The Good Food Guide 2005
Nestled in the middle of Glasgow’s West End, between the University and the Botanic Gardens, The Chip is a long-time regular with a fiercely loyal clientele. A veranda patio provides an attractive spot for summer dining and expands the space available in both the ground floor bistro and the more informal first floor venue. Ronald Clydesdale cooks an inventive menu, with a strong regional accent and fine ingredients adding depth. Tender braised Perthshire pork cheek comes with a delicately truffled potato omelet and wild mushroom gravy, a fairly hearty start to a winter lunch, and a main course of brisket and thigh of duck confit with pepper potatoes and morello cherries marinated in balsamic vinegar has been described as ‘a very fine blend of skilfully handled ingredients. Fish eaters can opt for the aromatic intrigue of smoked salmon in Darjeeling tea, served with Riesling-washed cabbage, and other ideas – for example, chocolate brulee en croute accompanied by a poached pear seasoned with chilli – are usually just as good. Finely tuned service helps matters, and nearly all journalists praise the “serious, impressive, unpretentious, unindulgent” wine list. Plenty of smart Bordeaux and, much rarer, an extensive collection of German wines top off a long, quality-focused international list that includes a wide, affordable range by the glass.
The Good Food Guide 2011
This fiercely backed Glasgow icon shows no signs of waning, despite the sad death of founder Ronnie Clydesdale in April 2010. The Chip has always been in it for the long haul, expanding its horizons along the way (there’s now a maze of four restaurant zones, including the irresistible cobbled courtyard). Homemade stuffed haggis was on the menu when the place opened in 1971, and the cuisine still pleases punters with the best of the Scottish pantry – Perthshire pork, Scrabster seafood, Argyllshire venison, langoustines fished with nets and much more. Recent successes include scallops with Rothesay black pudding puree, candied apple, vanilla oil and hazelnut tuile, braised pig’s cheek with truffled potato omelette, a superb “trilogy” of lamb and the “most incredible” Tatin pear tart. ‘Friendly professionalism’ sums up the enthusiastic service, and the wine list is one of Scotland’s wine treasures. Purebred Clarets and Burgundians compete with mature Italians, Germanic rarities and New World suitors. Prices start at £16.95.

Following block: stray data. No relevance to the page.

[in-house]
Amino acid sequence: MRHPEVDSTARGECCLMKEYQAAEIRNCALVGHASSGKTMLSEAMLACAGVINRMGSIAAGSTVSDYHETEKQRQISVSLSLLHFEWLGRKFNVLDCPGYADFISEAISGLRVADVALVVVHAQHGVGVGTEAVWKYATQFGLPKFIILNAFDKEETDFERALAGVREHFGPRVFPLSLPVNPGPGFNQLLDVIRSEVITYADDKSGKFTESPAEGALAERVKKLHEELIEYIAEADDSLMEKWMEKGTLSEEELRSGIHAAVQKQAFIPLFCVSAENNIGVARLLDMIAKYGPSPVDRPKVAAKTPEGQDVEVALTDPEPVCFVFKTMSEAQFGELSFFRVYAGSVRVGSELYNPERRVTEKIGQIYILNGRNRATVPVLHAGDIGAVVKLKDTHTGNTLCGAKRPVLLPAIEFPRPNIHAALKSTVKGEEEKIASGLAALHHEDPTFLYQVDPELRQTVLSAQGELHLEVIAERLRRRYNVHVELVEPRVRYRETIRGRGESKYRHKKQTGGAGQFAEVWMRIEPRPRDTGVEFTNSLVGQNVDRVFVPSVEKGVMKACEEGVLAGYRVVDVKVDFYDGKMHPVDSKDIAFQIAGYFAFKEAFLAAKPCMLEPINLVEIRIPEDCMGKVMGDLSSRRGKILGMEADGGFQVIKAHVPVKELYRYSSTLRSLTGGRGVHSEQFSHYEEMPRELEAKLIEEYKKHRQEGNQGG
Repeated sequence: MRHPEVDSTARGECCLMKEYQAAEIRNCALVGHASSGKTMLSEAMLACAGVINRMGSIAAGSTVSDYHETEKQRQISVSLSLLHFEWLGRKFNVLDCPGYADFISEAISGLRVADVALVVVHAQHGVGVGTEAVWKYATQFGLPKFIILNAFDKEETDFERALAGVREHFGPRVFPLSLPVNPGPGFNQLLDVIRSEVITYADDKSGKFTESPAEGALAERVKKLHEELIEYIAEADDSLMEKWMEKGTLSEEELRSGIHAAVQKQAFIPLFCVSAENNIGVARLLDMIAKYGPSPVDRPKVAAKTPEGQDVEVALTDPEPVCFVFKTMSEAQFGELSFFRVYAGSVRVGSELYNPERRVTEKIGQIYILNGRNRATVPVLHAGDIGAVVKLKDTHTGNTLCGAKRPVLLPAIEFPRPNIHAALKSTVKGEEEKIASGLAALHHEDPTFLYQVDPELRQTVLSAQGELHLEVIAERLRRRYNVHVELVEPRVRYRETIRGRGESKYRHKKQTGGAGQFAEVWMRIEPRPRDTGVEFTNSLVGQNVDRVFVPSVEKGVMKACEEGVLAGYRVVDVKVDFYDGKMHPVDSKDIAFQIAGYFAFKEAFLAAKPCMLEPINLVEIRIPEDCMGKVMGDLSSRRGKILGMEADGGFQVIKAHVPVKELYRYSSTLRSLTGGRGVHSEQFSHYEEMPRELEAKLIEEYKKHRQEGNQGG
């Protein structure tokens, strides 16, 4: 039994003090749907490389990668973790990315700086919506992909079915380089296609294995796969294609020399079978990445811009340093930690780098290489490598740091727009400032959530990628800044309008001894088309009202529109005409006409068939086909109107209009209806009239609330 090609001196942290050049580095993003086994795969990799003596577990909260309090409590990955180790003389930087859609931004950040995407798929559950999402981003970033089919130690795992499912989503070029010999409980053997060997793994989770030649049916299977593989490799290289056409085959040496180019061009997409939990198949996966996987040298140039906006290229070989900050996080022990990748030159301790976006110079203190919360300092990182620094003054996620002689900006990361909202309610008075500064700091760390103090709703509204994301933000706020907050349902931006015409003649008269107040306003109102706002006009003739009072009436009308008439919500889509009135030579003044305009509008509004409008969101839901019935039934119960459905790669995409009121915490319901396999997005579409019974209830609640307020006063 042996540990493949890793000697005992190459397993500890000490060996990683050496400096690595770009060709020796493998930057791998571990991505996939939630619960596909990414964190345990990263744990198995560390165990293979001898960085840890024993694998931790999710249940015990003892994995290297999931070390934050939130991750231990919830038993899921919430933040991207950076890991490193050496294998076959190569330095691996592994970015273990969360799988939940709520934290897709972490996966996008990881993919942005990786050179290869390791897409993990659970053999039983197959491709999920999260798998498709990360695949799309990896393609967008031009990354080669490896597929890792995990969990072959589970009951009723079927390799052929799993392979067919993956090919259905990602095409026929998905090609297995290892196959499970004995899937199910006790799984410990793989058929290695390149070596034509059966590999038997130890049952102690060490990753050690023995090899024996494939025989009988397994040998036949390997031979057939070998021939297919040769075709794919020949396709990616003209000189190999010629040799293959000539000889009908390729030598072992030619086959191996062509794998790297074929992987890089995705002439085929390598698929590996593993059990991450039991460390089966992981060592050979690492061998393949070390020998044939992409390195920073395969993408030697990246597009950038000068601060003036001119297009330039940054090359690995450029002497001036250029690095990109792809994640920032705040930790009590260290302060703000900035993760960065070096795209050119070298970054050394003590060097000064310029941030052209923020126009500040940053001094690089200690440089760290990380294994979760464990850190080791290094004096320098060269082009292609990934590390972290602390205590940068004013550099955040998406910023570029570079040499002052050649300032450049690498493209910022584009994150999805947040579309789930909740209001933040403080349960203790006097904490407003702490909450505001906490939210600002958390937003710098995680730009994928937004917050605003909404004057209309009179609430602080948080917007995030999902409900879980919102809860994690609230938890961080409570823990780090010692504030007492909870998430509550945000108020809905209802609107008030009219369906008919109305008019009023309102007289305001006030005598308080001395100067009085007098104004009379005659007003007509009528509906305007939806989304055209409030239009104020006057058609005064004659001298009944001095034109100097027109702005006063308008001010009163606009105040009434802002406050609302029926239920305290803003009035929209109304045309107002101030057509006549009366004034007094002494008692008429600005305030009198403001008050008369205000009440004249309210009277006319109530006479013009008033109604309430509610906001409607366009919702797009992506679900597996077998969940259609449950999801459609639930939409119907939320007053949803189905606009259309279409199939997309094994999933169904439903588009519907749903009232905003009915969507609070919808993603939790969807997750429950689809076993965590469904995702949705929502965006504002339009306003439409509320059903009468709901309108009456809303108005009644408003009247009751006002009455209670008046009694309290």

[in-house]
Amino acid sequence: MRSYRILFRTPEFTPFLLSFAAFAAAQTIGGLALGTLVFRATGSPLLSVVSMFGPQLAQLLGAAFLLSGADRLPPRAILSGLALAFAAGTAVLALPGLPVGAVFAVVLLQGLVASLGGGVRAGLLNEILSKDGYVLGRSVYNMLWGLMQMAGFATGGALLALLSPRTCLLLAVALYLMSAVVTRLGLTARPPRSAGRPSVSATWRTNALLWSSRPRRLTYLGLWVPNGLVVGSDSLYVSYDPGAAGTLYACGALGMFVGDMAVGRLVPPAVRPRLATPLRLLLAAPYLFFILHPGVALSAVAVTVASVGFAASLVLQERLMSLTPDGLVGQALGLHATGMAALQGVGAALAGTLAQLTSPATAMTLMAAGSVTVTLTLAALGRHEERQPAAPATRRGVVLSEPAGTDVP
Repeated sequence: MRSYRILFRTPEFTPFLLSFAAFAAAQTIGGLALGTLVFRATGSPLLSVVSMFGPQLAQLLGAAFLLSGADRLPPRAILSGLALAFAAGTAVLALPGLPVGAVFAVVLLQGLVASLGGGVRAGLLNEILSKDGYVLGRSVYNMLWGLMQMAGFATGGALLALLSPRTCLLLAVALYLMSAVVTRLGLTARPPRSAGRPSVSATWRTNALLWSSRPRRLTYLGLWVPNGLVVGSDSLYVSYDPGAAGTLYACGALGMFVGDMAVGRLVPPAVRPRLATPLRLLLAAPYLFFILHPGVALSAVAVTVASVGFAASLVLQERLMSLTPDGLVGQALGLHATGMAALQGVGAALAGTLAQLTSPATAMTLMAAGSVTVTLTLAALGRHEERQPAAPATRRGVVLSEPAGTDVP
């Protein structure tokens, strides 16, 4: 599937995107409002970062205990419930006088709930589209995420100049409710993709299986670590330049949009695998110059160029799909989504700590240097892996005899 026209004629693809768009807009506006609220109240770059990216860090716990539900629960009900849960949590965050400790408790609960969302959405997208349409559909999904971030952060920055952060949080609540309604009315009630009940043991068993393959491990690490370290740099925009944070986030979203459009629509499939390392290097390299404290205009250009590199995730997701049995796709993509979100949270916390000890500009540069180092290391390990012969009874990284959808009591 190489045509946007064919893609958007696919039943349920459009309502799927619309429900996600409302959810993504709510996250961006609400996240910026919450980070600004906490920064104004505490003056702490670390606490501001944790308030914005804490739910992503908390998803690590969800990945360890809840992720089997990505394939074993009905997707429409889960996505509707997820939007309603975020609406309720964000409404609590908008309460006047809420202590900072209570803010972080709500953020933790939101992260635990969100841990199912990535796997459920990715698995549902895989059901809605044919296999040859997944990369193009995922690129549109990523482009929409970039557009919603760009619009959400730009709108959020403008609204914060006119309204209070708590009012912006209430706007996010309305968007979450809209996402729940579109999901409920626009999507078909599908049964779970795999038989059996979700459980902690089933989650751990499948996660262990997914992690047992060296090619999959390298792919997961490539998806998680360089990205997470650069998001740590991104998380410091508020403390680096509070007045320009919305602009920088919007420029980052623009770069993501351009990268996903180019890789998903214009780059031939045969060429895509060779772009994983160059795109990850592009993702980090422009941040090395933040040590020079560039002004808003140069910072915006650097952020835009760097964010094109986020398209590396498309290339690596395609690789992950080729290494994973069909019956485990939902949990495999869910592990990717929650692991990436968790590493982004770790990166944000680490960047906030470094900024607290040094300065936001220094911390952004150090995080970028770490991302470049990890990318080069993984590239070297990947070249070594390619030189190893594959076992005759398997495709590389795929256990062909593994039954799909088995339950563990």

The Good Food Guide 2020
“Hanging baskets and potted plants soften the exterior view of the legendary Chip, where a repurposed stable yard down a cobbled lane has been home to quality drink and pretty serious food since the year of decimalisation. The brasserie half of the operation offers great brunches, Shetland mussels in wine and cream and Angus steaks in garlic butter, but the restaurant takes a more innovative approach with its quality Scottish produce. The poached cod with its smoked eggs, marinated fennel and blood orange could make way for a guinea fowl breast with medjool dates and harissa, or stone bas with wild garlic gnocchi in a velouté of ‘Oysters. The dishes are judiciously arranged on the plate and beginners are advised not to miss the famous New Caledonian ice cream (praline oats) with poached plums and honey oats. A look at the wine list will show you why the place is so famous for its cellar; a longer route will unearth delights such as Australian Petit Manseng, ripe Bandol and biodynamic Crémant d’Alsace. Wines by the glass start at £5.95.